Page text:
The Hertford Blog - Teething Puppies Advice
19th February 2011
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Teething Puppies

 A puppy starts to get his or her baby teeth at around two weeks old, with all of the teeth being present by the time the puppy is around twelve weeks old.  The puppy will then start to lose the baby teeth, with the permanent teeth taking their place.  Like with us, the puppy will experience irritation, redness and swelling when teething.  The natural behaviour of a puppy is to chew to relieve this pressure on the gums and if you don’t provide the puppy with chewing toys he or she will find something else to chew, such as furniture or shoes.

Chewing can also sometimes relieve boredom in the puppy, and provides a way of exploring different textures.  The chewing will continue into the puppy’s adult life, but to a lesser extreme, and will provide a way of helping to keep the adult teeth clean.
Make sure that anything inappropriate to chew on is out of the puppies reach, such as electrical wires, valuable items or children’s toys.  If the puppy does start to chew on something that he or she shouldn’t, replace the item with an appropriate chewy or toy.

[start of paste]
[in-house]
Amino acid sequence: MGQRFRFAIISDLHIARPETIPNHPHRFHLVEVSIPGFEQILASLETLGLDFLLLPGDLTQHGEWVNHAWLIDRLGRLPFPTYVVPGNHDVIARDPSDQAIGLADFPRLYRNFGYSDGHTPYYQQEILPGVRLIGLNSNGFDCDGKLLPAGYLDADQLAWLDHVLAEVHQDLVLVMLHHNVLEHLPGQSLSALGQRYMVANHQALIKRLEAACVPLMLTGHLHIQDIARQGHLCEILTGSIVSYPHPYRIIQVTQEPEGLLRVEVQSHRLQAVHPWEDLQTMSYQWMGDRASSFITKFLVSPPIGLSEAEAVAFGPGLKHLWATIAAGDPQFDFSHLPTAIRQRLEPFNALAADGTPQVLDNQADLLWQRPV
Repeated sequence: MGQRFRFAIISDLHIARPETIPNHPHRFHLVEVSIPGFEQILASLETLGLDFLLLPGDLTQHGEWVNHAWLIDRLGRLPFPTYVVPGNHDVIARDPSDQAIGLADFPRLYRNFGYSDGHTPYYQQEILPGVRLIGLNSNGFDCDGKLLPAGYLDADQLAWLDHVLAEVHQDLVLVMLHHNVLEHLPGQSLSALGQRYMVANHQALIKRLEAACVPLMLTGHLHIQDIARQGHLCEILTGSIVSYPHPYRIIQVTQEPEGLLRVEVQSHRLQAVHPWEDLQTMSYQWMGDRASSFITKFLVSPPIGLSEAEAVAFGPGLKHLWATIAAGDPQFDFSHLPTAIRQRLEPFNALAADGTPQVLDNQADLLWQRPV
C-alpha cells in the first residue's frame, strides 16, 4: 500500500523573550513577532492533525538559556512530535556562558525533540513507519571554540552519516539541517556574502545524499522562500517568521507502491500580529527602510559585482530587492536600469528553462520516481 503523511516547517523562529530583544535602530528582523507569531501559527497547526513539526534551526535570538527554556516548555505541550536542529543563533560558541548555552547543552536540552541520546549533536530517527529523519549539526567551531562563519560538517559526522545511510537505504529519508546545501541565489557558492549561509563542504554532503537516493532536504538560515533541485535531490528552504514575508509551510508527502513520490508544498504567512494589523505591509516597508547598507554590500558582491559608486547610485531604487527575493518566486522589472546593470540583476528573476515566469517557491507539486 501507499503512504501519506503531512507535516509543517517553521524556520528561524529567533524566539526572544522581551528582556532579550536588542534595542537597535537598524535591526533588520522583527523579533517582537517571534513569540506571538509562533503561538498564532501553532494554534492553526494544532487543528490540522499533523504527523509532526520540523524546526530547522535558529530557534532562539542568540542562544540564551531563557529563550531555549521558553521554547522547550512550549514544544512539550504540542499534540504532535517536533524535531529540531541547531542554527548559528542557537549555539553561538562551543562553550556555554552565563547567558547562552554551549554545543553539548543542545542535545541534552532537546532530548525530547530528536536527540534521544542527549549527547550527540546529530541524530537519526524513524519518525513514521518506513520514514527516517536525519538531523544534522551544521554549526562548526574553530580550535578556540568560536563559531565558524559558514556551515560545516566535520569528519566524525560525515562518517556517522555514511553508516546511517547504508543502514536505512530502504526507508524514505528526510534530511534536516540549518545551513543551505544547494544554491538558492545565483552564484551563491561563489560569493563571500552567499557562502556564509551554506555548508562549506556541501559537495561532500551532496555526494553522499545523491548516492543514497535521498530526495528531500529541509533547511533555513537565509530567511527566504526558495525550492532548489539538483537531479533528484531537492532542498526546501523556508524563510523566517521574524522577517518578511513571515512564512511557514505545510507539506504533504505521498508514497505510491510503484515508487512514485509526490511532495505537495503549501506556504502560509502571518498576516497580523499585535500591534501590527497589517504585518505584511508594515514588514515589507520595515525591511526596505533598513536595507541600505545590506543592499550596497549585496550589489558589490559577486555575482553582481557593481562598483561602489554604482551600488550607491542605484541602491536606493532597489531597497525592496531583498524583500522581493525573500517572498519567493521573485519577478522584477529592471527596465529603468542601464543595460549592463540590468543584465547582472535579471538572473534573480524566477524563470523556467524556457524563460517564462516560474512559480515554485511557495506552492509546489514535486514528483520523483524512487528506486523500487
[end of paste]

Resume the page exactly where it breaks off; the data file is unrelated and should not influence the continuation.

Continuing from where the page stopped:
Do not give your puppy old socks or shoes to chew on as he or she will find it difficult to differentiate between the shoes that he can and can’t chew on.
It is important to provide the puppy with appropriate chew toys and chewy treats.  A kong (a stuff able, hardwearing dog toy – available from Chestnut Vets) provides a particularly good chew toy as it can be filled with an appropriate food and frozen.  The food will encourage the puppy to chew on the toy and the cold surface will help to sooth the puppy’s gums.  It is normal to see some blood around the puppy’s gums or on the toy after chewing.  Loosened teeth may be dislodged and found after a puppy has been chewing.
It is important to remember that teething is a natural part of a puppy’s development, and that at some point the puppy may chew something that he or she shouldn’t.  

For more advice on puppy behaviour, or for help on selecting appropriate chew toys, contact The Chestnut Veterinary Group in Ware and Hertford, on 01920 468874.


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Victoria H

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